In short, the Arab operators are now everywhere.. But what is their strategy? What are their strengths and limits?
We asked these questions to Husam Bodeur, Managing Director of CETEL, the telecoms subsidiary of Calik Group. Mr Bodeur is quite acquainted with most of these operators either as partners or rivals.
Turk-internet.com : Mr.Bodeur, we have been observing that the Arab world is now heavily investing in telecoms, in other countries. Could you tell us what is happening? What are their strengths or chances? How far can they go?
Husam Bodeur : Two major developments took place following 9/11: Most Arab funds escaped from the US and Western Europe due to widespread resentment towards Muslims and the Middle East. And soon after US-led invasion of Iraq, oil prices and therefore petrodollar accounts of the Gulf States skyrocketed. One of the smart things to do with these ever increasing funds is turning them into infrastructure assets and concessions which would make them safer and even bigger in the long run, let alone the strategic advantages that come with the ownership of telecom operations in other countries.
The fact that Western operators are still licking their wounds since the turndown of global telecom sector only made it easier for the Arab operators. This is why I am not surprised to see that they are signing deals in previously French- or British-dominated Africa and the Middle East. I know some of them are interested in South America as well. And I don’t see any reason, why they should not get a hold of certain North American and European operators.
Turk-internet.com : Is it any different for mobile sector?
Husam Bodeur : Not really. They just look at every deal as an investment opportunity. Some of them are experienced only in mobile or fixed. Some are trying for the first time as in Turkey. Some like Etisalat knows telecoms business all too well, and even takes it to a higher level such as 3G in mobile and broadband in fixed. I am not saying this because Etisalat was our partner in Turk Telekom deal. Etisalat became our partner because they had all these necessary capabilities and experience.
Going back to your question, the adoption of mobile services has to do with three major parameters: economy, geography, and culture. These parameters do not have the same effect in the Middle East and, say, North America. Even within the Middle East, economic parameters are different from country to country although geography and culture are somewhat akin. But, of course, one should bear in mind that these are mostly city states or small countries that are extremely rich, thanks to oil and trade. So it is much easier to roll out. You can try anything in these countries without risking all.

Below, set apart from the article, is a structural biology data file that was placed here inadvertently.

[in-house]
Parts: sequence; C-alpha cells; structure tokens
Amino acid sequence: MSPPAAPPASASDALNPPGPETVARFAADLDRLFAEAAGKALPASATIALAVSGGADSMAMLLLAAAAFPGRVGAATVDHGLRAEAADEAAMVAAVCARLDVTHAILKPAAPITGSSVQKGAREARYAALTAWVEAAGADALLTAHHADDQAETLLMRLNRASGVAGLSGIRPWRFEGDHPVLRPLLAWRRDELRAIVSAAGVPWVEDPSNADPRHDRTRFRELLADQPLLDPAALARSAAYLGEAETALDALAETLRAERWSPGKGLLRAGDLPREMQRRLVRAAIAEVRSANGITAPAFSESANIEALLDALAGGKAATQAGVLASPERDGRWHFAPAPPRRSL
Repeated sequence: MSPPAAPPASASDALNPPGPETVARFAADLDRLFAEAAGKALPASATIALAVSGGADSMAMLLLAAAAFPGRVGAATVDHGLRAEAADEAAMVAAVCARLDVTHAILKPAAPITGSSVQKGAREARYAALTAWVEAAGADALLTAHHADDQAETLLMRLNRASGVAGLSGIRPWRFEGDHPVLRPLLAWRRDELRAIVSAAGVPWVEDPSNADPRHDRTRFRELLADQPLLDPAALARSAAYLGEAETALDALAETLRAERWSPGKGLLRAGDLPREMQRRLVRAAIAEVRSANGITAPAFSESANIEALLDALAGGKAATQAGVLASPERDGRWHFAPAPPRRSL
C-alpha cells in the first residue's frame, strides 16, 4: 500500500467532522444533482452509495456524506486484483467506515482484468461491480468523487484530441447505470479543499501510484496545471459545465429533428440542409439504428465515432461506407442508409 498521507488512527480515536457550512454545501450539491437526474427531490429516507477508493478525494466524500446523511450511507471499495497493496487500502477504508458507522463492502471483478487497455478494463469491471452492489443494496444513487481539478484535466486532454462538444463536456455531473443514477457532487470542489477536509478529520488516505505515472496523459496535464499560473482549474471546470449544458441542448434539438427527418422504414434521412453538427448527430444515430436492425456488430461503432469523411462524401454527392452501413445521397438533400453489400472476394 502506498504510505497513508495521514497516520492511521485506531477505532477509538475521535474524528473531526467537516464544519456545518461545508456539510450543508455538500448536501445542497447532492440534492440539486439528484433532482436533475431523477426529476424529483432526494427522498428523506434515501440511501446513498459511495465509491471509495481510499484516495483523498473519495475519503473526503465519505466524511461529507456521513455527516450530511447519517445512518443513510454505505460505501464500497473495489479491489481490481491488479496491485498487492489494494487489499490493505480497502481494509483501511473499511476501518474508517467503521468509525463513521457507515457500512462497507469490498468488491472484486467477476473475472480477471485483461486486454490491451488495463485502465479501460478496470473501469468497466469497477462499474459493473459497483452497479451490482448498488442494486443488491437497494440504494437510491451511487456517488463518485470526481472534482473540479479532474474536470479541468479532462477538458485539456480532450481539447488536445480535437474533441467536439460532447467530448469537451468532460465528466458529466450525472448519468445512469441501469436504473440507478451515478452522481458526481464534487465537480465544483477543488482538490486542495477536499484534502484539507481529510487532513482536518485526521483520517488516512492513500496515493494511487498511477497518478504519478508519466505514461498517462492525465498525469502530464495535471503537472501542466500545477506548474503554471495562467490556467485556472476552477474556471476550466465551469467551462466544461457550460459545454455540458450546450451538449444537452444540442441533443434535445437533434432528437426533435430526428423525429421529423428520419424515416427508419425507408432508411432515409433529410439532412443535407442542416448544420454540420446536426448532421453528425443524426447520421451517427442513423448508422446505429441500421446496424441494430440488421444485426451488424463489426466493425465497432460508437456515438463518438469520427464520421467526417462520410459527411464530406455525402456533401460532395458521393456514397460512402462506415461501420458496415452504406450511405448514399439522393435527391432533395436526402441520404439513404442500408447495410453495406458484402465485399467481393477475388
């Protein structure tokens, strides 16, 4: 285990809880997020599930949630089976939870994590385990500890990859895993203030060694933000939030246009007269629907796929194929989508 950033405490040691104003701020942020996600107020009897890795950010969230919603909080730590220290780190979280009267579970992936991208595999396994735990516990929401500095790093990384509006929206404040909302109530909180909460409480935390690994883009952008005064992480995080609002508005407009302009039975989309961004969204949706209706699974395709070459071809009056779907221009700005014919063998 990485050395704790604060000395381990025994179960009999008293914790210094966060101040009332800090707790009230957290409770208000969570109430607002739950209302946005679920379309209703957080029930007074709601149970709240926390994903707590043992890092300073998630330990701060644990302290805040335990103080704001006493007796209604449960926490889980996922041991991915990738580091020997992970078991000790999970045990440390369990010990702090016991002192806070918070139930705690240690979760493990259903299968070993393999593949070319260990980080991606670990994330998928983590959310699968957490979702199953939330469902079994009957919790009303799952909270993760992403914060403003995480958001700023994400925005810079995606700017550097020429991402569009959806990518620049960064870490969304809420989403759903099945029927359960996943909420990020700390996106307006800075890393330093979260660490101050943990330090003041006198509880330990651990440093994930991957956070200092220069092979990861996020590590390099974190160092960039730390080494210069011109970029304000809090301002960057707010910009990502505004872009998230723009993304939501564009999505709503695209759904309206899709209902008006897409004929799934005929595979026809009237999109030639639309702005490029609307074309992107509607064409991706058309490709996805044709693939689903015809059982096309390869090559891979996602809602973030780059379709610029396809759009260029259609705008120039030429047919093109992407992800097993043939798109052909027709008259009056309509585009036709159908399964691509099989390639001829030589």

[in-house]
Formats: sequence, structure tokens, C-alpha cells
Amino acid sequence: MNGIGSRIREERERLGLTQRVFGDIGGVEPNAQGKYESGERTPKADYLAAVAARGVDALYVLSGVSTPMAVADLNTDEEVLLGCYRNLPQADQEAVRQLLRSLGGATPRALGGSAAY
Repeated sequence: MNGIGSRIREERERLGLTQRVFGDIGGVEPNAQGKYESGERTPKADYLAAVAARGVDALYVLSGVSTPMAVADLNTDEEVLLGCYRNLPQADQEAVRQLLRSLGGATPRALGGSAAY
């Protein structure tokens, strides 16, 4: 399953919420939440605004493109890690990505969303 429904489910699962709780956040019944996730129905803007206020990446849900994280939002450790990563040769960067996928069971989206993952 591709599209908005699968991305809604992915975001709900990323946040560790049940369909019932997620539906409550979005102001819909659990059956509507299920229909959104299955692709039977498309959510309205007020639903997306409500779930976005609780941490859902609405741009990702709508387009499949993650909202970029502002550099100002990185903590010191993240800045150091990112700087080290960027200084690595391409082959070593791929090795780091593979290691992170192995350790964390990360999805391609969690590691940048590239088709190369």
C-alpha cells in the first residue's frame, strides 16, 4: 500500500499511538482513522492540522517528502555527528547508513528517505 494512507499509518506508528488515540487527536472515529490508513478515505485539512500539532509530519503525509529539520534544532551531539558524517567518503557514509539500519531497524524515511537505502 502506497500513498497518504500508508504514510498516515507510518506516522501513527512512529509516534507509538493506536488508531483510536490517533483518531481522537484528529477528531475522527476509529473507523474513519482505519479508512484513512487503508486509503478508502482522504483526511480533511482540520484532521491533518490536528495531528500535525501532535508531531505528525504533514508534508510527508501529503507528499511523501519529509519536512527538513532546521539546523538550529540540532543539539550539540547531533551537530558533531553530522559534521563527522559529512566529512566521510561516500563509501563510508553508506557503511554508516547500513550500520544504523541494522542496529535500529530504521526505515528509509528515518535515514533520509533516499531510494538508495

Turk-internet.com : How do the equipment suppliers are dealing with these new customers? Are they following different strategies in that part of the world?
Husam Bodeur : Western giants such as WorldCom and France Telecom had all suffered from expensive investments in the latest technologies like 3G or DWDM but the adoption and return were slow while the geography they had to cover was vast.
With such enormous financial strength and easy geographic coverage, the Gulf States are the prime targets for all equipment suppliers. There were a lot of cutting edge technologies in line right before the collapse of demand in the Western world. The vendors now have new clients willing to connect their cities in the most modern way possible. Once that target is achieved to the level of over-investment, these clients then turn their attention to other markets to invest. The establishment of good relations with these operators is key. Not only for the vendors but also for the consultants and investment banks. The stake is huge. Most vendors now act like “pro bono” consultants to their clients to steer them into larger markets in other countries which could use more equipment.
turk-internet.com : Can you give any example of these cutting edge solutions?
Husam Bodeur : Alcatel, for instance, was able to find clients for its Managed Communication Services because it only needed broadband infrastructure, IP-based network, converge of fixed and mobile services and, on top of all, financial sponsors. IP-PBX is quite a common tool. It is possible to have leased-line management for PSTNs and IP-VPN applications for NGN.
Motorola, on the other hand, has taken the lead in Wi-Max and managed to land the largest deal to date in Pakistan.